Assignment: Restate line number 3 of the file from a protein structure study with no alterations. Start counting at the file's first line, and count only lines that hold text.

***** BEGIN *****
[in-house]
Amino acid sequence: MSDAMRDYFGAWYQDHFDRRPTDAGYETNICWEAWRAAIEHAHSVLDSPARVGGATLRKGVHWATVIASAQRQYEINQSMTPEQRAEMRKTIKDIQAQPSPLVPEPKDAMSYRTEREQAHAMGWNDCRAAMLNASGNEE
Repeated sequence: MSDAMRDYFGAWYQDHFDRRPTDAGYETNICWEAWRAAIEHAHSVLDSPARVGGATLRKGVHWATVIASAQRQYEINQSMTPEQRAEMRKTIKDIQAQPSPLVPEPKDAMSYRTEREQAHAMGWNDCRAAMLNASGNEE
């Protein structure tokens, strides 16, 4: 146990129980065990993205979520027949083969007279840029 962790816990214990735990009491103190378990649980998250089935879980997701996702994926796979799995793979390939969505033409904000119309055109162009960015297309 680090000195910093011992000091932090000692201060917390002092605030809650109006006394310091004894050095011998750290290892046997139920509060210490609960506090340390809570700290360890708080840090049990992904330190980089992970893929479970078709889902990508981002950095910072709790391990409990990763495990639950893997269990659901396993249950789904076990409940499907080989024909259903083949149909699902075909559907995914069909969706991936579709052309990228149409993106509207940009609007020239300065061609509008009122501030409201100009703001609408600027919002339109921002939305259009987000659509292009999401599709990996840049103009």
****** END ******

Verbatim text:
Repeated sequence: MSDAMRDYFGAWYQDHFDRRPTDAGYETNICWEAWRAAIEHAHSVLDSPARVGGATLRKGVHWATVIASAQRQYEINQSMTPEQRAEMRKTIKDIQAQPSPLVPEPKDAMSYRTEREQAHAMGWNDCRAAMLNASGNEE